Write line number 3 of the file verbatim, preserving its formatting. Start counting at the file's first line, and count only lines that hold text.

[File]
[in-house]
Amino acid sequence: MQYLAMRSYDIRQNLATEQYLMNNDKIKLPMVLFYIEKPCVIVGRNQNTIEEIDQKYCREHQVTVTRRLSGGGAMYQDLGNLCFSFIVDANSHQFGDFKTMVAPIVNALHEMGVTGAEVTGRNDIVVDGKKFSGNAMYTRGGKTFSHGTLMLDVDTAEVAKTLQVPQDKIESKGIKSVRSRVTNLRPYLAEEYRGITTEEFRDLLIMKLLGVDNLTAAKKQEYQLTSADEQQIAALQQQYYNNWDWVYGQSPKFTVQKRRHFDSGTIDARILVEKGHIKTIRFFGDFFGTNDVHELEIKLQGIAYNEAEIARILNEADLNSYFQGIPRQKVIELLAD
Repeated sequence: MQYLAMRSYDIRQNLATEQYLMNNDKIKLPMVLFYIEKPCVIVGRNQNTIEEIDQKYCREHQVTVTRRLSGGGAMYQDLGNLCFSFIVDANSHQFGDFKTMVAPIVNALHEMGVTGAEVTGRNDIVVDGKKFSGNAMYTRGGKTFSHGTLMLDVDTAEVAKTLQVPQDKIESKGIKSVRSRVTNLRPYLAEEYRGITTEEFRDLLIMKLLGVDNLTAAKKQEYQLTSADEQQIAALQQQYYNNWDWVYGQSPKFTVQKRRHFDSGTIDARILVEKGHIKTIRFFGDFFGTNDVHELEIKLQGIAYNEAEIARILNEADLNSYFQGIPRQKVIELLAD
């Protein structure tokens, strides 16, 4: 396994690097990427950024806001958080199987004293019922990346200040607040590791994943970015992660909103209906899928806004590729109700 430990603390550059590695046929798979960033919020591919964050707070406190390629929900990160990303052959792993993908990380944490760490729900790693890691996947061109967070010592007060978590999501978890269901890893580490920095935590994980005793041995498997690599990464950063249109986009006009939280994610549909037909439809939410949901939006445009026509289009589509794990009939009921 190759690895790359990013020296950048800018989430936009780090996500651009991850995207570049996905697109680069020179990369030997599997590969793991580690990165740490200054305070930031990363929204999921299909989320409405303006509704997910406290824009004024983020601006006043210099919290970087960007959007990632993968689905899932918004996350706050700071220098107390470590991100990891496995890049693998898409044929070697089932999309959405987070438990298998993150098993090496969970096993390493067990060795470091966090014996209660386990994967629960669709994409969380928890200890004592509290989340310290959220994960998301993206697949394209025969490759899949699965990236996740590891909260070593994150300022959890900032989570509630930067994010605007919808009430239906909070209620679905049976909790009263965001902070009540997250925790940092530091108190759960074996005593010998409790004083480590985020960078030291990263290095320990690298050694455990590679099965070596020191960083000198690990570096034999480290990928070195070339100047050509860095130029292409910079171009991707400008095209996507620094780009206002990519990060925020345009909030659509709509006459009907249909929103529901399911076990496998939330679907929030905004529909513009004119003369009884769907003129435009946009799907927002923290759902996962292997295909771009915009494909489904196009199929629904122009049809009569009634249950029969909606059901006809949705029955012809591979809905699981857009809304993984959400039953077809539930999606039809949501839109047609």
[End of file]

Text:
Repeated sequence: MQYLAMRSYDIRQNLATEQYLMNNDKIKLPMVLFYIEKPCVIVGRNQNTIEEIDQKYCREHQVTVTRRLSGGGAMYQDLGNLCFSFIVDANSHQFGDFKTMVAPIVNALHEMGVTGAEVTGRNDIVVDGKKFSGNAMYTRGGKTFSHGTLMLDVDTAEVAKTLQVPQDKIESKGIKSVRSRVTNLRPYLAEEYRGITTEEFRDLLIMKLLGVDNLTAAKKQEYQLTSADEQQIAALQQQYYNNWDWVYGQSPKFTVQKRRHFDSGTIDARILVEKGHIKTIRFFGDFFGTNDVHELEIKLQGIAYNEAEIARILNEADLNSYFQGIPRQKVIELLAD